10

(mild) Soap and water, sure. Don't use WD-40. It isn't a lubricant. Instead, look for white lithium grease. You can get it in a spray can with one of those small straw like things to put it exactly where you want it.


10

A few things come into play. One is heat transfer from your home (or to it, in your case). If you keep your garage more comfortable, you improve the efficiency of the home's HVAC system. In my case, the uninsulated garage stays 20-30 degrees warmer than outside, mostly due to solar gain and heat loss from my home's conditioned space. This means my home loses ...


9

I have to ask, who gave you permission to drill into the wall? If you say your spouse, then maybe you need to take some home improvement classes at the adult education night school at your local high school! Just joking..... But seriously, if you have run into the concrete blocks, you need to use masonry bits with a hammer drill to bore the holes, and ...


9

Pull 4 conductors (2 ungrounded (hot), 1 grounded (neutral), 1 grounding) (250.32(B)(1)). Grounded (neutral) and grounding bus must be separate at sub-panel (250.32(B)(1)). No need for a GFCI breaker in the main panel, unless your local code requires it. A grounding electrode system is required at the second structure (250.32(A)).


9

You may be able to rig up something whether the compressor-side air intake and exhaust are piped outside, but the efficiency will be low and you may risk burning out the compressor by working it too hard. If you want something you can install in a small opening, you might consider wheeled portable AC units which come with a flexible duct. If you're still ...


9

Since the transformer says "Gaslight Conversions", that's a pretty strong clue that it's part of a lighting system from Gaslight Conversions, located in St Paul MN, which also matches what's written on the transformer. If you've ruled out all of your exterior lighting, it may be leftover from a low voltage lighting system that was replaced but never fully ...


9

Looks to me like a doorbell transformer.


8

Your local fire department should take them off your hands and dispose of them properly (in an environmentally safe manner) and safely. I say the above, as I recently wanted to dispose of some old engine coolant in a responsible manner and didn't know where I could take it for disposal, so I went to our local fire station to ask them, they pointed me in the ...


8

You just need bigger anchors ;-) The largest of these is 60" long with a 7" diameter.


8

Turning a cold space into a warm space is absolutely doable, but the trick is doing it the right way to avoid creating longer term health or structural problems later. The proper way to create a warm space is to create two different kinds of protections against the elements - a thermal break to hold in heat, and a moisture barrier to hold in water. The ...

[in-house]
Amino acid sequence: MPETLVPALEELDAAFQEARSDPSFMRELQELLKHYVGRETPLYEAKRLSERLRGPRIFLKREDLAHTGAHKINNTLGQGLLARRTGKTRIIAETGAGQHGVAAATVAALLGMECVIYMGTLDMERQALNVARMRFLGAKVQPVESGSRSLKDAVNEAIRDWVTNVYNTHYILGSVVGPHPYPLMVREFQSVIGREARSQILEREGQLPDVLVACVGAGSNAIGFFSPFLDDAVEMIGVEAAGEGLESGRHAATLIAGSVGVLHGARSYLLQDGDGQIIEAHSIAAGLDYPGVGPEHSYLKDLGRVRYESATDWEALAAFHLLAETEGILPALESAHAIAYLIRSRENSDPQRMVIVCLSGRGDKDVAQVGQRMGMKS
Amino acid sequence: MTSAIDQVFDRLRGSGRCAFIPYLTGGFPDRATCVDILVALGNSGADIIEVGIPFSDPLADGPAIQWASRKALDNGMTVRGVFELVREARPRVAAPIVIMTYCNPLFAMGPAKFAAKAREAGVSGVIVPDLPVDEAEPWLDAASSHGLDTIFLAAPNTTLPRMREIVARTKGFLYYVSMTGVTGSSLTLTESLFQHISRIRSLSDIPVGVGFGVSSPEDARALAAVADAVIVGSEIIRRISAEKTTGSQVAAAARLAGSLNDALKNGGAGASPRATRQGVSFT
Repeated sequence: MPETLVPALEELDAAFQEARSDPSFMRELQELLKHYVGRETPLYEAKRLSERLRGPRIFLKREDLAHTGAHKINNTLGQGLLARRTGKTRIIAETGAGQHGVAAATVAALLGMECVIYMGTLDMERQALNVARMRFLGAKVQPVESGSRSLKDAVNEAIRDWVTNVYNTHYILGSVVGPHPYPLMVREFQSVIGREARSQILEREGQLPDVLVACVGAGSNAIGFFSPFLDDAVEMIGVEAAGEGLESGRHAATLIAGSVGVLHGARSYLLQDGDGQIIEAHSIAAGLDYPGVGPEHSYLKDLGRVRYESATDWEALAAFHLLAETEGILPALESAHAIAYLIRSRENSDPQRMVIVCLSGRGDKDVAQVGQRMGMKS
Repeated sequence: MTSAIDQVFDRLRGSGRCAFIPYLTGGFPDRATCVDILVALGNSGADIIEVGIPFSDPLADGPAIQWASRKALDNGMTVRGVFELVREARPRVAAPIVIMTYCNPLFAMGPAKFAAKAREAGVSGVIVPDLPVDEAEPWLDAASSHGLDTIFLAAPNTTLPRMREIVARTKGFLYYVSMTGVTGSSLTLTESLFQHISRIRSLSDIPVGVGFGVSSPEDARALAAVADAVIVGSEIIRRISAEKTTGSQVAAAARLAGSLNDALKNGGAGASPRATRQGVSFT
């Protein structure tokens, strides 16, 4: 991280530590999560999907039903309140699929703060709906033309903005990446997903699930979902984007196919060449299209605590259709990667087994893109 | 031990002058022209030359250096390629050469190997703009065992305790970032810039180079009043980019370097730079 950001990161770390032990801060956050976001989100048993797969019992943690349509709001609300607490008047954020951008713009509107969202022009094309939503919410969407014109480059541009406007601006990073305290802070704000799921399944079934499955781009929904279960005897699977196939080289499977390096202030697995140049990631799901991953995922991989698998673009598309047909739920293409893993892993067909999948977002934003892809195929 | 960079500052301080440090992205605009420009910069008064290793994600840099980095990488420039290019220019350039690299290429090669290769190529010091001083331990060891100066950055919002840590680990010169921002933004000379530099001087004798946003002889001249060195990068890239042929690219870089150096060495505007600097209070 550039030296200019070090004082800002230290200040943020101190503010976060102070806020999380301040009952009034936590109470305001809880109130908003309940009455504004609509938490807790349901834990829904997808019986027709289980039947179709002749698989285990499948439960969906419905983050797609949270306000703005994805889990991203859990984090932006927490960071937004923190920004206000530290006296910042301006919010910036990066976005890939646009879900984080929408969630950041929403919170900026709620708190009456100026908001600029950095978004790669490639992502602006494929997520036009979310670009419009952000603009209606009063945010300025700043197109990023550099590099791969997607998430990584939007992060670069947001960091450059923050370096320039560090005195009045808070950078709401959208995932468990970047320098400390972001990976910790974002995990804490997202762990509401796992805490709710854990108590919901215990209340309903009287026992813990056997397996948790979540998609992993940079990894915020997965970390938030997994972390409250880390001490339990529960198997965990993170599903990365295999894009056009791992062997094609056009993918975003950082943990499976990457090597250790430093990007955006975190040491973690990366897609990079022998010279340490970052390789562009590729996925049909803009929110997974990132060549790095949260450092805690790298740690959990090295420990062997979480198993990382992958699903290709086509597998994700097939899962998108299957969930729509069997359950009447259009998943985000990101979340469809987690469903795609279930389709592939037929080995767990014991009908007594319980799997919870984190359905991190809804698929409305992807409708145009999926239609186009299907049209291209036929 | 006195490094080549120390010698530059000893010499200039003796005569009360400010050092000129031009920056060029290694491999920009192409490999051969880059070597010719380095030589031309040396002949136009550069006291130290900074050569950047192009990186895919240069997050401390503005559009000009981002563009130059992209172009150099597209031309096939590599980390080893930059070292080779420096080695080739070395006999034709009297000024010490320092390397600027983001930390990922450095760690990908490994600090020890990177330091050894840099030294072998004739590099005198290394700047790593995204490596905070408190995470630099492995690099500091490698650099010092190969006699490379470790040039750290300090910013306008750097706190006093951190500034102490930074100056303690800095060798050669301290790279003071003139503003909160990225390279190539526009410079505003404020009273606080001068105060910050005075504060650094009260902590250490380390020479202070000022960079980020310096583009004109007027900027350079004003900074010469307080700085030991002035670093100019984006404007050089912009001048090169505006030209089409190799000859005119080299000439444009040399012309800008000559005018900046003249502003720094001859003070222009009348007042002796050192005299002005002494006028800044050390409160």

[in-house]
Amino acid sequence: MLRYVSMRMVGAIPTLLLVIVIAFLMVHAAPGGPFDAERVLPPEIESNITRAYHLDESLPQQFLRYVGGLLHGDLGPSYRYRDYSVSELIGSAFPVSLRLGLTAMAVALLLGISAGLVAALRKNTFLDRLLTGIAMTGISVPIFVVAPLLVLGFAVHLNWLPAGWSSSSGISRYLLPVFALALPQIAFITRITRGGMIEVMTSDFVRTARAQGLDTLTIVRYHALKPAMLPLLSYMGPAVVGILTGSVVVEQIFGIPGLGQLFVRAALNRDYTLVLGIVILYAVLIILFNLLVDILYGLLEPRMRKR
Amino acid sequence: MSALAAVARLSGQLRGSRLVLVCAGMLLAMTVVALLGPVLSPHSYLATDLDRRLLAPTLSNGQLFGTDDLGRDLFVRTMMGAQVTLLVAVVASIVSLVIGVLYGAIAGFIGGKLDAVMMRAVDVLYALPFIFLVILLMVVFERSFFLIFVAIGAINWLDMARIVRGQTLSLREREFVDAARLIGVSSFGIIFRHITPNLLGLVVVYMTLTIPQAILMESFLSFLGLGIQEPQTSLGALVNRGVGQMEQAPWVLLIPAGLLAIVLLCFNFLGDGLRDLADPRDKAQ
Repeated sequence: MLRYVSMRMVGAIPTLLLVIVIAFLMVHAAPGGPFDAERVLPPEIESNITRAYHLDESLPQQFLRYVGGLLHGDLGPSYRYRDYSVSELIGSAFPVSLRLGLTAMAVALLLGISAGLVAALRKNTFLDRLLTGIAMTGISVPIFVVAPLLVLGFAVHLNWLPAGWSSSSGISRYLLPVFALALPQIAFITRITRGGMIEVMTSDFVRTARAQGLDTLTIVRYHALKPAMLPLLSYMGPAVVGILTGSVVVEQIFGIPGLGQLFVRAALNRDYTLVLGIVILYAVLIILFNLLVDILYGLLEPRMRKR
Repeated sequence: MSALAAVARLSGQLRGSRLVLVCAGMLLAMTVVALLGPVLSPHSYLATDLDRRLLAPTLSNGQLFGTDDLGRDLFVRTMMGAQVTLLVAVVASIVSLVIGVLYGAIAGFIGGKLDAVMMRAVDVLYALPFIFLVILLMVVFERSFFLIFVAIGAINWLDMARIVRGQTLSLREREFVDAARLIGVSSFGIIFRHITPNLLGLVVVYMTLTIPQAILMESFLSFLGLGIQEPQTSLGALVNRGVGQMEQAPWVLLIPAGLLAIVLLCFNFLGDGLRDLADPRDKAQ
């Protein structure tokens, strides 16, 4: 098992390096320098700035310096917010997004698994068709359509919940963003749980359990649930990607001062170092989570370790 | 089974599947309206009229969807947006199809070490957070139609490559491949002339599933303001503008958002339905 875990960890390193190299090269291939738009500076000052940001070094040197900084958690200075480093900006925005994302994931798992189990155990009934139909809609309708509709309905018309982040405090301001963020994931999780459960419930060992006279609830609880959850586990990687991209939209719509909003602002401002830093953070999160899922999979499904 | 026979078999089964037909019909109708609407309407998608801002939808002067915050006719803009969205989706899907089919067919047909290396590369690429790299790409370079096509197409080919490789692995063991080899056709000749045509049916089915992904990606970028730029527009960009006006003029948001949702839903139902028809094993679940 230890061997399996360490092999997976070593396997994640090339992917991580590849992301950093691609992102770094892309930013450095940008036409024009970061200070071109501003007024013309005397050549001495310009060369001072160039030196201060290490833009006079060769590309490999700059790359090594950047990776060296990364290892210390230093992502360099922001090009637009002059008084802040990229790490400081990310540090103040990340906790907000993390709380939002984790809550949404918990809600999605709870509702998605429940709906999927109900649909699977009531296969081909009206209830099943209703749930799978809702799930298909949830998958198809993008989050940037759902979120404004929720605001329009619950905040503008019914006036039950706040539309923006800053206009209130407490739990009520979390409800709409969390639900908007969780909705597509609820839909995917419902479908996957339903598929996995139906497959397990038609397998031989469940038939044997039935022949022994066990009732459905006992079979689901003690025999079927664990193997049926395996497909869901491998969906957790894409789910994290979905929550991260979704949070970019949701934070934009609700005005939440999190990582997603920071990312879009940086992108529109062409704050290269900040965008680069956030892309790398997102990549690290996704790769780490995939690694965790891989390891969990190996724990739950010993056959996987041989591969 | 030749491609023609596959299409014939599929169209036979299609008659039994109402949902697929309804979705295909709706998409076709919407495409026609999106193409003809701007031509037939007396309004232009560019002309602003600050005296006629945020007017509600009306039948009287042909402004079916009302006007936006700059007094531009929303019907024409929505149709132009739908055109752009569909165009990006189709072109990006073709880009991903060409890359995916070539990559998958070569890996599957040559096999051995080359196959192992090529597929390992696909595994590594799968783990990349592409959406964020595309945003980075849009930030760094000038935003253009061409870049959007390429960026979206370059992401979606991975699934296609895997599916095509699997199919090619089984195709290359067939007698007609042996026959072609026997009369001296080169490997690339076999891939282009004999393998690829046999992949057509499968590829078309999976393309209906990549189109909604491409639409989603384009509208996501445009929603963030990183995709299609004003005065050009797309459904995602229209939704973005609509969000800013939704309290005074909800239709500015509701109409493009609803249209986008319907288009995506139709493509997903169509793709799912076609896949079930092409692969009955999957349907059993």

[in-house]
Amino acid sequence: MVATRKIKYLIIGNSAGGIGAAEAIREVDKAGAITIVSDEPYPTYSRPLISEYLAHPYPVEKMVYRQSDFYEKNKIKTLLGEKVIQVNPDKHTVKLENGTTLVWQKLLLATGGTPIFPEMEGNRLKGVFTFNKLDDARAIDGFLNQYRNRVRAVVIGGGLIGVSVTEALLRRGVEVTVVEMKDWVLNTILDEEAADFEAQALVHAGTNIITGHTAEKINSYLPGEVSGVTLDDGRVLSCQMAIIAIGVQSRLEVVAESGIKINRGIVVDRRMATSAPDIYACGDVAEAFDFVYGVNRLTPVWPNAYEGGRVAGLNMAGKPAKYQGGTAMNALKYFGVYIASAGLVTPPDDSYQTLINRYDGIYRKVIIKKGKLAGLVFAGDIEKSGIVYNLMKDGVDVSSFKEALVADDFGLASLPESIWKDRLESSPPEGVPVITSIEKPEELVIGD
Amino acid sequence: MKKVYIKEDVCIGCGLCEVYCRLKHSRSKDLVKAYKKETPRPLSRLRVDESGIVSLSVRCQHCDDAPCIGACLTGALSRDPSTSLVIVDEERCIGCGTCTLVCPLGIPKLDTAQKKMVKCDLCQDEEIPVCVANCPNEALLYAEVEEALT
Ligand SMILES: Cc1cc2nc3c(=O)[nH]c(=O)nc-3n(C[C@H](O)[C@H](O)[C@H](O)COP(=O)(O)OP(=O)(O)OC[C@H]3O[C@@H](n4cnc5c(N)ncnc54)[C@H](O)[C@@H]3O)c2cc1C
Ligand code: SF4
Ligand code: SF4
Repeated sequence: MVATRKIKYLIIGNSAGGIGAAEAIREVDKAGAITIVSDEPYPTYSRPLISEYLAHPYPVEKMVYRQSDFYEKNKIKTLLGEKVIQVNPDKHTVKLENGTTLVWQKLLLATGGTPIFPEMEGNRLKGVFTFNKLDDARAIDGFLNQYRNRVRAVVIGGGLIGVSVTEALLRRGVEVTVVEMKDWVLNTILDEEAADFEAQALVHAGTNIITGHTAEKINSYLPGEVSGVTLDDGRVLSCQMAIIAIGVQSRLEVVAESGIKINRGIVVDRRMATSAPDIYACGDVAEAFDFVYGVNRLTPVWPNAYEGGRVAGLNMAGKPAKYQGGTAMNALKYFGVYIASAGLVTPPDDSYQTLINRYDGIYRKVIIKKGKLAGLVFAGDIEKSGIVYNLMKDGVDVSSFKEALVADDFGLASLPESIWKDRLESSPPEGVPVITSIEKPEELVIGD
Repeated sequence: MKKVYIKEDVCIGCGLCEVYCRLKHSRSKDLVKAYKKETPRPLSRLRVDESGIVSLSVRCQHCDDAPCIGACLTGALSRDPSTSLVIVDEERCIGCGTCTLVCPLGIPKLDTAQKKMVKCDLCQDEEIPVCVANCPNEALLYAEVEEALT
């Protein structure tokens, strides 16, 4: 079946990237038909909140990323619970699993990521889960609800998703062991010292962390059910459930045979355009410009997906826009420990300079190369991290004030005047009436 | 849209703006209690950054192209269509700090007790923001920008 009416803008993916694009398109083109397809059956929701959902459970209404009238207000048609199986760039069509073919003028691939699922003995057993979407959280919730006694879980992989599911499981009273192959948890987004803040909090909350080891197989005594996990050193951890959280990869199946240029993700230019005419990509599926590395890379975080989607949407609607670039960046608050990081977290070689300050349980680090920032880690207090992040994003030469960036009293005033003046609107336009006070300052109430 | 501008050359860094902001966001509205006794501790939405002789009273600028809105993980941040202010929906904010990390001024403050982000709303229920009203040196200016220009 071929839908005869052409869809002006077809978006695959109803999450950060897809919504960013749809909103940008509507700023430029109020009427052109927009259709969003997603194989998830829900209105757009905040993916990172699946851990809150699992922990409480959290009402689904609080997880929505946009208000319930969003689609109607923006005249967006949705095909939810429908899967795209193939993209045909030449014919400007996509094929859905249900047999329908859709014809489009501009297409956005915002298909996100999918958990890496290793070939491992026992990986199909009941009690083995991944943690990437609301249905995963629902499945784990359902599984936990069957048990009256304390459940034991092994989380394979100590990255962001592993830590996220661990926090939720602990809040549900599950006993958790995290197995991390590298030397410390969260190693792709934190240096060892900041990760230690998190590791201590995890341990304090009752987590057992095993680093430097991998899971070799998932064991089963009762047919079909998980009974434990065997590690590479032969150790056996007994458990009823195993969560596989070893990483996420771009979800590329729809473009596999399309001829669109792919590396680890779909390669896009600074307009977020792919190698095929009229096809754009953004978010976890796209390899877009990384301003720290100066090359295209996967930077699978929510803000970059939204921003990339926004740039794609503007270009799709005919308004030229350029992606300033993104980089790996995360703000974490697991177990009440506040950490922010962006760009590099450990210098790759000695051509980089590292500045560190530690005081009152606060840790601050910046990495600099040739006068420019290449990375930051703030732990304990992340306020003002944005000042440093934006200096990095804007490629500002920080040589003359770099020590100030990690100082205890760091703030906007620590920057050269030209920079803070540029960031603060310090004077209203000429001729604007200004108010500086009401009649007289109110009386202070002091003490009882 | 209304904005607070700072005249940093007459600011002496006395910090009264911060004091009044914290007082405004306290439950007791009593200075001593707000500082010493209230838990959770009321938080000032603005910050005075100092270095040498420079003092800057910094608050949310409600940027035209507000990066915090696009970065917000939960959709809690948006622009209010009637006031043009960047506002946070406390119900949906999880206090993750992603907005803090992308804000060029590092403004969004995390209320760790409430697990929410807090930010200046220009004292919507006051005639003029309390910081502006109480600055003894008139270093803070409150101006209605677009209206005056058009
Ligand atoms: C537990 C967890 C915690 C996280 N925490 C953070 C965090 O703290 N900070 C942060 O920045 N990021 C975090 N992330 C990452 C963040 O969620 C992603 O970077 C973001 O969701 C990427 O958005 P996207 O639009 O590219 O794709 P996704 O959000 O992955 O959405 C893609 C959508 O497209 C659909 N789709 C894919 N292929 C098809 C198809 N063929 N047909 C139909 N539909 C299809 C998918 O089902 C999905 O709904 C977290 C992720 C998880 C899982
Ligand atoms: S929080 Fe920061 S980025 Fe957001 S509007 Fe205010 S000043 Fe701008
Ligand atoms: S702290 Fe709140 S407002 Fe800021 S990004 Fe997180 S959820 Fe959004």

8

The most important question here is, 'do you have a building plan?" Building a structure with 13 to 14 foot walls and a 12 foot door is quite a reach for an inexperienced DIYer. You should start by selecting a set of building plans at your local lumber yard or maybe online. There are a lot more considerations than what size studs you should be using. You are ...


8

Wrap the edges of the tarp around a 1x2 and then screw through the 1x2 and into the garage frame. The more times you can wrap, the better. EDIT - just saw the last photo. You could screw a 1x2 against the side of the stud that the tarp is currently wrapping around.


8

If the canoe is getting in the way, can you not put a second pulley wheel with the cord over it off to the side so you can pull the cord from the ground? Then you can just use a standard cleat.


8

Your plumber seems to be poorly educated if you are left without the following solutions having been mentioned. This is pretty standard problem for folks with a boiler AND a woodstove - the woodstove keeps the house warm and the boiler pipes are subject to freezing off in the corners of the house. Not that this is your situation, but a "standard" solution ...


8

Torsion springs have a finite lifespan. They break. I seriously doubt that a little grease was a factor. Replace them both and move on with life. After you've done so, disconnect the opener (if present) and lift the door to mid-height. Does it balance there? Does it move freely throughout the range of travel? If not, deal with that. If so, you're done. ...


7

A garage will frequently have fire rated drywall, a vapor barrier, and insulation. The fire rated drywall prevents fires in the garage from roasting your home before the fire dept can get there (1 hour). The vapor barrier prevents exhaust fumes (CO) from getting into your home from any cars. And the insulation is because the garage is an unheated space. I'm ...